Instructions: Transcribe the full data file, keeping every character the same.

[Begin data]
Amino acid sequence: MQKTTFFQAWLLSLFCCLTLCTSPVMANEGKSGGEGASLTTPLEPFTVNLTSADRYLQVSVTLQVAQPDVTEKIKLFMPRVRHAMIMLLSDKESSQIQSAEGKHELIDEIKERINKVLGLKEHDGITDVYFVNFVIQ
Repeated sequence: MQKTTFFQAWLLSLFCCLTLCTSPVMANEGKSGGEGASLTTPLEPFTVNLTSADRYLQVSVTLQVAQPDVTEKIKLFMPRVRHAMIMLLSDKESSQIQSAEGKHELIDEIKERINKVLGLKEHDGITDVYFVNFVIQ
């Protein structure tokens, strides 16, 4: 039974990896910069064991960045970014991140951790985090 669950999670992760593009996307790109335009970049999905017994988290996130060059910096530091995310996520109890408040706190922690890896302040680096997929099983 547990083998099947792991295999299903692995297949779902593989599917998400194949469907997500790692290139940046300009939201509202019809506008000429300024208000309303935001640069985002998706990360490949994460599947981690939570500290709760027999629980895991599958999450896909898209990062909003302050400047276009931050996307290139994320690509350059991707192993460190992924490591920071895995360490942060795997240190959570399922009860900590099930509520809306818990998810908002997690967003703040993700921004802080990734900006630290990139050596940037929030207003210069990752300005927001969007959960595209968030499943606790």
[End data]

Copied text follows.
Amino acid sequence: MQKTTFFQAWLLSLFCCLTLCTSPVMANEGKSGGEGASLTTPLEPFTVNLTSADRYLQVSVTLQVAQPDVTEKIKLFMPRVRHAMIMLLSDKESSQIQSAEGKHELIDEIKERINKVLGLKEHDGITDVYFVNFVIQ
Repeated sequence: MQKTTFFQAWLLSLFCCLTLCTSPVMANEGKSGGEGASLTTPLEPFTVNLTSADRYLQVSVTLQVAQPDVTEKIKLFMPRVRHAMIMLLSDKESSQIQSAEGKHELIDEIKERINKVLGLKEHDGITDVYFVNFVIQ
């Protein structure tokens, strides 16, 4: 039974990896910069064991960045970014991140951790985090 669950999670992760593009996307790109335009970049999905017994988290996130060059910096530091995310996520109890408040706190922690890896302040680096997929099983 547990083998099947792991295999299903692995297949779902593989599917998400194949469907997500790692290139940046300009939201509202019809506008000429300024208000309303935001640069985002998706990360490949994460599947981690939570500290709760027999629980895991599958999450896909898209990062909003302050400047276009931050996307290139994320690509350059991707192993460190992924490591920071895995360490942060795997240190959570399922009860900590099930509520809306818990998810908002997690967003703040993700921004802080990734900006630290990139050596940037929030207003210069990752300005927001969007959960595209968030499943606790």